I’ll freely admit that I’m not much for organ meats, however I know that they do provide a variety of minerals that muscle meats don’t, so I do try to work them in every once in awhile.
I happened to notice that the amount of pork liver in my freezer exceeded the amount of actual pork meat, so I decided to take on a challenge that I have long intended: pork liver terrine. I looked through a bunch of recipes to create my own blend. The flavors are individual; if you don’t enjoy something, sub it out for something that you DO enjoy. As long as you have the correct proportions, the right baking dish, and use the proper method, you are golden.
- 3/4 pound pork belly
- 3/4 pound pork shoulder
- 1/2 pound pork liver
- 12 oz sliced bacon
- 1/2 cup dried cherries
- 2/3 cup pistachios, soaked and dried, or sprouted
- 1 Tablespoon fresh thyme
- 2 Tablespoons fresh rosemary
- 2 garlic cloves
- 1/4 cup tart cherry juice
1. In food processor, combine half of each pork belly, shoulder, half of cherries, and liver. Process until smooth and place in mixing bowl.
2. Place other half of all meats and organs, thyme, rosemary, garlic cloves, and 1/3 cup of pistachios in food processor and pulse until combined in medium chunks. Place in mixing bowl with other meats.
3. With large spoon, combine all meats, remaining pistachios, dried cherries, and cherry juice.
4. Line terrine vessel with bacon. You will be folding the bacon around the terrine, so leave enough draped over the vessel.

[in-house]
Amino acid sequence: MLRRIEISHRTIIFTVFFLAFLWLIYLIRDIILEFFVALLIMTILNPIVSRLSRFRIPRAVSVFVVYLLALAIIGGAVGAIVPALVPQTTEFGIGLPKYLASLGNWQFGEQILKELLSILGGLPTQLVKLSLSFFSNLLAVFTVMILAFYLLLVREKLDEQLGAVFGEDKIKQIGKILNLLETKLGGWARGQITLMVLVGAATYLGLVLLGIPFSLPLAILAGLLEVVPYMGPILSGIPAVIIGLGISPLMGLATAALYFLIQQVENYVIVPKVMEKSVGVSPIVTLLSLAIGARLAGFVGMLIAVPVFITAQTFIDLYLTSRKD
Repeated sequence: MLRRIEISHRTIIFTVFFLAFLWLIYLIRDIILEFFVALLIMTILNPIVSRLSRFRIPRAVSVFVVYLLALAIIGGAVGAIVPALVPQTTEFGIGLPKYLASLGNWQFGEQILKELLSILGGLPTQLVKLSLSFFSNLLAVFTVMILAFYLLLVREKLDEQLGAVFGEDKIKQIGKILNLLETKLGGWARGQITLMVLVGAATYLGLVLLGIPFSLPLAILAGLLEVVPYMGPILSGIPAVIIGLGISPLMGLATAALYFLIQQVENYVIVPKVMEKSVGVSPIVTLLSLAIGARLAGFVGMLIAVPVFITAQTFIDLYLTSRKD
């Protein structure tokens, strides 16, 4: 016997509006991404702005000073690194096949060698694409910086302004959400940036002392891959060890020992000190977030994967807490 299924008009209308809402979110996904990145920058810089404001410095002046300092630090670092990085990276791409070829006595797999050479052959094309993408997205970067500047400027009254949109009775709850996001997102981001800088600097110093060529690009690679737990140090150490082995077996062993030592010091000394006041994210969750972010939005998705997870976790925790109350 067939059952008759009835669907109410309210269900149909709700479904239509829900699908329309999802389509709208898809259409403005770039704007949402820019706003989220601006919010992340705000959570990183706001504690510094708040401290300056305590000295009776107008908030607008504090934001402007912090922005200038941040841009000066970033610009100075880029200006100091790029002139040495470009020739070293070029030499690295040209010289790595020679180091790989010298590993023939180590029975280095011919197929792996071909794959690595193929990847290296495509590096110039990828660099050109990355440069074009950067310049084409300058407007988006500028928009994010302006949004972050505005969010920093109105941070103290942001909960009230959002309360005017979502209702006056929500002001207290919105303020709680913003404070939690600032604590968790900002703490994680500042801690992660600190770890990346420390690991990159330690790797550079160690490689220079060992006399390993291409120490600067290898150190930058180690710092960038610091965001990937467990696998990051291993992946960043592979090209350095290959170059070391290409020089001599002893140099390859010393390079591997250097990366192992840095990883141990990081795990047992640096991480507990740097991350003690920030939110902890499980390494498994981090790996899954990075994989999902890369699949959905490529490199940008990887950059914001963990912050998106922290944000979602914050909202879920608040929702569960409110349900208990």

5. Preheat oven to 325°F.
6. Scoop meat mixture on top of bacon and fold remainder of bacon strips over the mixture.
7. Place terrine dish in a pyrex or other oven safe dish filled with a couple of inches of water to serve as a water bath. If you skip this, you will end up with meatloaf. Don’t ask me how I know that.
8. Bake for 1 1/4 hours covered, then uncovered for 20 minutes.
9. When cool, turn over on a dish or freeze.🖨️ Print post
First time I hear organs might be actually good for you! How about beef tripe? As in honeycomb tripe for a Mexican dish called menudo? Can we get something good from eating organically raised tripe?
Carolyn Graff says
Yes, we all need to be eating organ meats–they are the most nutrient-dense foods of all, and our best sources of fat-soluble vitamins. We would love for you to contribute a recipe for beef tripe.
Elissa Hirsh says
I actually like liver and it goes so well with bacon. This sounds great. But I have no idea what a terrine vessel is. What can be used as a substitute? I have a kind of deep box shaped Corningware piece. Would that work? Or a small loaf pan?
Susie Zahratka says
I’m honestly not sure. If you look on Amazon or google “terrine mold”, you will find several options. You can also go to my blog (listed in the bio above) to see what I used. You do need something that can be covered for the majority of the cooking time.
[Here is a direct link to the original article]
Sandrine Perez says
Thank you so much for contributing this recipe, Susie! I have shared it in a number of places on Facebook and it has been well-received!
Susie Zahratka says
This sounds delicious but I’m curious is pork liver a good quality liver? I’ve always heard pork being considered a “dirty” animal